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Verizon to use Small Cells to Boost Coverage in San Francisco

February 20, 2015 - Written By Alexander Maxham

San Francisco is home to a ton of tech startups, as well as a few tech giants like Google, Microsoft and Apple. So there’s a lot of people living and working in San Francisco, and with them working at tech companies, they are likely using smartphones. As the city gets bigger and more popular, coverage and data speeds are decreasing, due to the amount of people on the network. Well, Verizon doesn’t want to disrupt the cities iconic views, and yes they have some really nice views I was there just last week. So big red is looking to use Small Cells to boost coverage in the area. Specifically in the Northeast part of town where a good number of tech startups are located.

There are some advantages and disadvantages to using small cells, obviously. While they are smaller, they also do not cover as much area as a regular cell would. However, Small cells can be put on top of any utility pole, as shown in Verizon’s renders down below. And probably the biggest advantage to small cells is the cost. It’s much cheaper to keep up small cells than a regular cell.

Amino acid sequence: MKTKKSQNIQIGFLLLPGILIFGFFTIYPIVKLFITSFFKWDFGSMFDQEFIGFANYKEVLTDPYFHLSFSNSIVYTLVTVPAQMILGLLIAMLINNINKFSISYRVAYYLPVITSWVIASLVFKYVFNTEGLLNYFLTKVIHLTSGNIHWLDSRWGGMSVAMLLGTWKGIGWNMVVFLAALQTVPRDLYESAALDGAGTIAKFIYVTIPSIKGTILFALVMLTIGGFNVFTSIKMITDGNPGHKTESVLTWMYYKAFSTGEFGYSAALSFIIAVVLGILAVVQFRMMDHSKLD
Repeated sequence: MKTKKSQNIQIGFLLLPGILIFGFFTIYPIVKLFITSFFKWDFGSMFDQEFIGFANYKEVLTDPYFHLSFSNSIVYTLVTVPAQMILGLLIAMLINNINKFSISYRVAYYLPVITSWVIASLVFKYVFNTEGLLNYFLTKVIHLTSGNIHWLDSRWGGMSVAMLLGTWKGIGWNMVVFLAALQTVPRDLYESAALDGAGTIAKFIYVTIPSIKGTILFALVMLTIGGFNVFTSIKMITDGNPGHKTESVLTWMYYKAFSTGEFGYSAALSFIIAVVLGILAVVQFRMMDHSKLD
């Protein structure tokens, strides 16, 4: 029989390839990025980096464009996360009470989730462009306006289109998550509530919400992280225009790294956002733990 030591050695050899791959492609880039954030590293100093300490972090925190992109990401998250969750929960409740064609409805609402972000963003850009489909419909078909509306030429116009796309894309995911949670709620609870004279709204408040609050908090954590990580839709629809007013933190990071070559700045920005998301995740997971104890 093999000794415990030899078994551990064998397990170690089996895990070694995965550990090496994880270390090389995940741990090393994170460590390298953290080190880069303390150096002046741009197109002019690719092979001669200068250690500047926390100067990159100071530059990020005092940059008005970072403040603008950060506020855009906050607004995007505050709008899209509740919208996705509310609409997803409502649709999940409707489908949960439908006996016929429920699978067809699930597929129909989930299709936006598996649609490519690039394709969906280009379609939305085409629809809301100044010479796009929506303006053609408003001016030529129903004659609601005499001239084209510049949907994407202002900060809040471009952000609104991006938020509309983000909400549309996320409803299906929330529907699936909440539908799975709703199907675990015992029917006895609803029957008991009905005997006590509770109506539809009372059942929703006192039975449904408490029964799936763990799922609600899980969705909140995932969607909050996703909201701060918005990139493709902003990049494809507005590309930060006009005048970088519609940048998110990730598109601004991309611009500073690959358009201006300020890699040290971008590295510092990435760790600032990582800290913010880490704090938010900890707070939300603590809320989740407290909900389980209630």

Eric Redd, who is the VP of Entertainment and tech policy at Verizon stated, “With all this architecture and beauty, I think this is a great alternative that still meets the increased demand…without any of the visual distraction.”

This isn’t the first time that Verizon has used small cells. In fact they are currently being used in New York, Phoenix, Los Angeles and Chicago. Which are some of Verizon’s biggest markets. Verizon is planning to have these small cells in place before the end of the year, and ahead of next year’s Super Bowl which takes place in San Francisco at Levi’s Stadium next February.

Aside from gaining more spectrum, using small cells is another way that carriers can boost data speed, as well as capacity on their network. As they add more and more connections to their network, their network gets slower and slower. Which is a major reason why Verizon had to launch “XLTE”, and also why carriers are looking to win big in the spectrum auctions. Especially the upcoming 600MHz spectrum auction coming up next year.

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